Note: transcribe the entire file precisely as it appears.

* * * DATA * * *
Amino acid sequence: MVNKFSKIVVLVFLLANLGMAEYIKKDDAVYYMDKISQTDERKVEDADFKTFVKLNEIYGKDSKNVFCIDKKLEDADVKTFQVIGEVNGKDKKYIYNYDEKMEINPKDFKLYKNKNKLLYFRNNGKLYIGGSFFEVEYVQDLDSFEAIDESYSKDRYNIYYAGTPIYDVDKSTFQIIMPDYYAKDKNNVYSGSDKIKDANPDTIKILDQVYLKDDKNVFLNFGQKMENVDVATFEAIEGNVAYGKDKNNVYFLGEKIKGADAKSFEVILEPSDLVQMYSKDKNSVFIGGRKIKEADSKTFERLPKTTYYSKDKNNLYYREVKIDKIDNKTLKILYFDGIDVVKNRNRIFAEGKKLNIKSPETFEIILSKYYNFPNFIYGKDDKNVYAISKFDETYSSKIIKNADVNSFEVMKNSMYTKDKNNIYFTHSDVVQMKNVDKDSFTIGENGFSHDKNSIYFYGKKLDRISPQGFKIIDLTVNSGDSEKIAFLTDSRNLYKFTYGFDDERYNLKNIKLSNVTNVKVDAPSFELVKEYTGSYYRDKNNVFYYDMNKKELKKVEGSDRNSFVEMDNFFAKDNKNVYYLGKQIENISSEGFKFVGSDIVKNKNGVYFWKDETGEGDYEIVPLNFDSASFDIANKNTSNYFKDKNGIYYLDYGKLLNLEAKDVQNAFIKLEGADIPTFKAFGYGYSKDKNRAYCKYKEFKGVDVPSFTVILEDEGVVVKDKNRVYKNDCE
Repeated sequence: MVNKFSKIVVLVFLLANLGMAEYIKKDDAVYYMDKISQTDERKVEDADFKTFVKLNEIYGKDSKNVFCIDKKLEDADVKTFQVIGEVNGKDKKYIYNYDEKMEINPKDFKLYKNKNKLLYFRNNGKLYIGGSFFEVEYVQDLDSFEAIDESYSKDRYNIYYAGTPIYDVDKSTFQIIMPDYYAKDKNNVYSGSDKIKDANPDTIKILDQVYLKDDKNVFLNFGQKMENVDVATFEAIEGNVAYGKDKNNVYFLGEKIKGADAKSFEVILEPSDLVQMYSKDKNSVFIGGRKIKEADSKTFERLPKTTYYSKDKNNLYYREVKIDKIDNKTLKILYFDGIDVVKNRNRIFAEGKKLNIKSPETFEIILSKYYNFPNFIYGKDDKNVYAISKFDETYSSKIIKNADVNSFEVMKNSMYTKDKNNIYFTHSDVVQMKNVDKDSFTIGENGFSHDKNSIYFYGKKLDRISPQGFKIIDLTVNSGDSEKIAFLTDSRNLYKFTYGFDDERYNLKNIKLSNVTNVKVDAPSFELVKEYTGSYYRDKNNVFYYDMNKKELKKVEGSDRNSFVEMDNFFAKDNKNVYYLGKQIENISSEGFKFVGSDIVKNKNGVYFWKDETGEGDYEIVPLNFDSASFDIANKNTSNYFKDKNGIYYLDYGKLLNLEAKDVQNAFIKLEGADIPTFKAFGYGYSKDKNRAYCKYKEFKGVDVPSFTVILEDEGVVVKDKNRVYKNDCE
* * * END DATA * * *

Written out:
Amino acid sequence: MVNKFSKIVVLVFLLANLGMAEYIKKDDAVYYMDKISQTDERKVEDADFKTFVKLNEIYGKDSKNVFCIDKKLEDADVKTFQVIGEVNGKDKKYIYNYDEKMEINPKDFKLYKNKNKLLYFRNNGKLYIGGSFFEVEYVQDLDSFEAIDESYSKDRYNIYYAGTPIYDVDKSTFQIIMPDYYAKDKNNVYSGSDKIKDANPDTIKILDQVYLKDDKNVFLNFGQKMENVDVATFEAIEGNVAYGKDKNNVYFLGEKIKGADAKSFEVILEPSDLVQMYSKDKNSVFIGGRKIKEADSKTFERLPKTTYYSKDKNNLYYREVKIDKIDNKTLKILYFDGIDVVKNRNRIFAEGKKLNIKSPETFEIILSKYYNFPNFIYGKDDKNVYAISKFDETYSSKIIKNADVNSFEVMKNSMYTKDKNNIYFTHSDVVQMKNVDKDSFTIGENGFSHDKNSIYFYGKKLDRISPQGFKIIDLTVNSGDSEKIAFLTDSRNLYKFTYGFDDERYNLKNIKLSNVTNVKVDAPSFELVKEYTGSYYRDKNNVFYYDMNKKELKKVEGSDRNSFVEMDNFFAKDNKNVYYLGKQIENISSEGFKFVGSDIVKNKNGVYFWKDETGEGDYEIVPLNFDSASFDIANKNTSNYFKDKNGIYYLDYGKLLNLEAKDVQNAFIKLEGADIPTFKAFGYGYSKDKNRAYCKYKEFKGVDVPSFTVILEDEGVVVKDKNRVYKNDCE
Repeated sequence: MVNKFSKIVVLVFLLANLGMAEYIKKDDAVYYMDKISQTDERKVEDADFKTFVKLNEIYGKDSKNVFCIDKKLEDADVKTFQVIGEVNGKDKKYIYNYDEKMEINPKDFKLYKNKNKLLYFRNNGKLYIGGSFFEVEYVQDLDSFEAIDESYSKDRYNIYYAGTPIYDVDKSTFQIIMPDYYAKDKNNVYSGSDKIKDANPDTIKILDQVYLKDDKNVFLNFGQKMENVDVATFEAIEGNVAYGKDKNNVYFLGEKIKGADAKSFEVILEPSDLVQMYSKDKNSVFIGGRKIKEADSKTFERLPKTTYYSKDKNNLYYREVKIDKIDNKTLKILYFDGIDVVKNRNRIFAEGKKLNIKSPETFEIILSKYYNFPNFIYGKDDKNVYAISKFDETYSSKIIKNADVNSFEVMKNSMYTKDKNNIYFTHSDVVQMKNVDKDSFTIGENGFSHDKNSIYFYGKKLDRISPQGFKIIDLTVNSGDSEKIAFLTDSRNLYKFTYGFDDERYNLKNIKLSNVTNVKVDAPSFELVKEYTGSYYRDKNNVFYYDMNKKELKKVEGSDRNSFVEMDNFFAKDNKNVYYLGKQIENISSEGFKFVGSDIVKNKNGVYFWKDETGEGDYEIVPLNFDSASFDIANKNTSNYFKDKNGIYYLDYGKLLNLEAKDVQNAFIKLEGADIPTFKAFGYGYSKDKNRAYCKYKEFKGVDVPSFTVILEDEGVVVKDKNRVYKNDCE